Monday, June 30, 2008

Code Conventions

And no, by code "conventions" I'm not talking about JavaOne or VSLive!

Code conventions are the standards you live by (or are forced by your employer to live by) that nitpick define how your code should look. Code conventions commonly specify things like how you name your variables, functions, and classes; guidelines for how to organize the text of your code on-screen; and requirements for properly documented code. If you haven't had to comply with code conventions (and maybe even if you have), you may wonder why anyone would want or need such stifling-sounding constriants. The easiest way to answer that question is with another question: have you ever had to look at someone else's code and try to understand it?

I'm assuming almost everyone answered yes to that question. If you've ever had a hard time trying to figure out just what was going through the head of the person who wrote that code you've been staring at, you know why we need code conventions (unless it was actually a bad piece of code, not just badly written... there's plenty of that out there too, but that's another topic entirely). Code conventions help make it easier for others to read and understand your code. Or to put it more selfishly: code conventions make it easier for you to understand someone else's code!

Now are you ready to accept that code conventions just might be a good thing?

The main problem with this idea is the question "who makes the standards?" There are some common, wide-spread conventions out there... some good, some not-so-good (Hungarian notation, anyone?). Most likely, the standards you follow will be the ones set down by your employer... hopefully they're making you follow some good ones! Without any universal standards -- and the firepower to force everyone to follow them -- you'll still undoubtedly run into lots of marginally intelligible code, but if your company enforces any sort of code conventions at least you'll be able to read your coworker's code fairly easily after he quits to form what he thinks will be the next MySpace.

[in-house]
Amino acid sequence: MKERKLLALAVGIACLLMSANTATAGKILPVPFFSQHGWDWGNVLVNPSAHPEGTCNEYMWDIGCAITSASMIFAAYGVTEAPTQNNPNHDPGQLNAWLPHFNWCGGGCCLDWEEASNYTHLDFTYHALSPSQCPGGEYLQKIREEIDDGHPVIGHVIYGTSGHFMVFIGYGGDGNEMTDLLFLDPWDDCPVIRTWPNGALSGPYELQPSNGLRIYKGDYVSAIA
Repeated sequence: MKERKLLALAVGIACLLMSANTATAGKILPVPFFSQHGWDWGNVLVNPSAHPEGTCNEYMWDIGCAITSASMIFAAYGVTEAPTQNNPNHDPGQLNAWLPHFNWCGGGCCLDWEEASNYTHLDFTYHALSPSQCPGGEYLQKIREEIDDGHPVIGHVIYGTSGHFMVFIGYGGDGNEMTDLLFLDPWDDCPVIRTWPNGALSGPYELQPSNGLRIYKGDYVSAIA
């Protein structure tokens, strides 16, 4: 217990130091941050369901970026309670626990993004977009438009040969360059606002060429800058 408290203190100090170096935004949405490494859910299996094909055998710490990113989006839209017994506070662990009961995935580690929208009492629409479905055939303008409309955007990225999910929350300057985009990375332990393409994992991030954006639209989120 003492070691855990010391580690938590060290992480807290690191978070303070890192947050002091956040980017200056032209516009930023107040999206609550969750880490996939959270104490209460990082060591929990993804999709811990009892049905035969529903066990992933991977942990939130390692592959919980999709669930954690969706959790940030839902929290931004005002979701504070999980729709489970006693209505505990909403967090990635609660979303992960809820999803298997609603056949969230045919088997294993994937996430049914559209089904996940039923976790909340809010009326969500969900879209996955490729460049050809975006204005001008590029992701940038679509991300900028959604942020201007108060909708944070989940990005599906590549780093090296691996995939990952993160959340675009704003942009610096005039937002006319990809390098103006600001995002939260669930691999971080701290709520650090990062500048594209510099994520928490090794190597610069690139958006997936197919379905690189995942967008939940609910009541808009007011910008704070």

When I started at my current employer, there were no documented code conventions for VB development. We have a fairly small number of programmers so perhaps it was felt that there was no need for them, but all it takes is one sloppy programmer to make a big mess. Since some of our most complex systems have been written by multiple contractors, the code we have to maintain was all over the place, stylistically speaking. It didn't take me too long to realize that even a small team needs some guidelines on how their source code should be written. And since I was a lead programmer, I got to dictate what those guidelines would be!

When I sat down to start writing my guidelines for coding conventions, I decided to focus on four main areas: documentation, code formatting, programming techniques, and source code organization. Each of these is a very large topic. Some of what I eventually developed came from my own experiences writing and maintaining code. A lot of the naming conventions I adopted come from Sun Microsystem's Java Code Conventions. Many of them I'm still developing as I go along.

Over the next several posts I hope to share the highlights in each of these areas. And since I know it's impossible for me to have thought of everything, I'd love to see what anyone else has to say on this topic as well!

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